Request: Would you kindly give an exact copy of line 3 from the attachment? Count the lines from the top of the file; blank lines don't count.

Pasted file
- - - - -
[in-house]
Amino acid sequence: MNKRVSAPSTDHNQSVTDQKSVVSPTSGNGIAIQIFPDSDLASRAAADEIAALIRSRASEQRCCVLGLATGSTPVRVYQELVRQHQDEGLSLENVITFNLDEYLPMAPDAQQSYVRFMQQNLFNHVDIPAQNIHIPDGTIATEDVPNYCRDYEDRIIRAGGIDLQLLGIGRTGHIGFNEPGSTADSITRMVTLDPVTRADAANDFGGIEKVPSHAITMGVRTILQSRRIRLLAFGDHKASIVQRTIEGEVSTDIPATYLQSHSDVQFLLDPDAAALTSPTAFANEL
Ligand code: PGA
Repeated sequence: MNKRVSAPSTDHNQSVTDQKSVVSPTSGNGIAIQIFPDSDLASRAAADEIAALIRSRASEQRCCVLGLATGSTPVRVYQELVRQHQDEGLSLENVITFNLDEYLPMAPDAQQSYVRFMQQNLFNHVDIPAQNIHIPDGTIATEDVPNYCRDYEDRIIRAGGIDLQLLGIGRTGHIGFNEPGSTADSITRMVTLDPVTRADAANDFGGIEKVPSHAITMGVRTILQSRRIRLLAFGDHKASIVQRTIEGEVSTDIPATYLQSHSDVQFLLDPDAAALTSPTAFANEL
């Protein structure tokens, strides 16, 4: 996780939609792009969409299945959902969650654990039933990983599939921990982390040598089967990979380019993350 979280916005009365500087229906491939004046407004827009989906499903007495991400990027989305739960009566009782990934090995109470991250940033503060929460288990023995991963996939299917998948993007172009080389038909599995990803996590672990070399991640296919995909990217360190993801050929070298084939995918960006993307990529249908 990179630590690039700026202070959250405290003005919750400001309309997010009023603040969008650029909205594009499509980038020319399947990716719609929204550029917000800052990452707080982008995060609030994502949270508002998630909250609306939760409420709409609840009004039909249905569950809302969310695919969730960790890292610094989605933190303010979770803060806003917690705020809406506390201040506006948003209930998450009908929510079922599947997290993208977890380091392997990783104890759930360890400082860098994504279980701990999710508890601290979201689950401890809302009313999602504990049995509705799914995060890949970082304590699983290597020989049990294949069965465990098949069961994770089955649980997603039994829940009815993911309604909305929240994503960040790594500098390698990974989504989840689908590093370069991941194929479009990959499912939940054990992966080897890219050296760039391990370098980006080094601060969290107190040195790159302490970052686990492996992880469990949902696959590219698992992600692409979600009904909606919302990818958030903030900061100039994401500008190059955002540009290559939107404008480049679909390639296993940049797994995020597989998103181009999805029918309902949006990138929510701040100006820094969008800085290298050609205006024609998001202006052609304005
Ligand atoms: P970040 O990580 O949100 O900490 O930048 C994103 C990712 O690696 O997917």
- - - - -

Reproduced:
Ligand code: PGA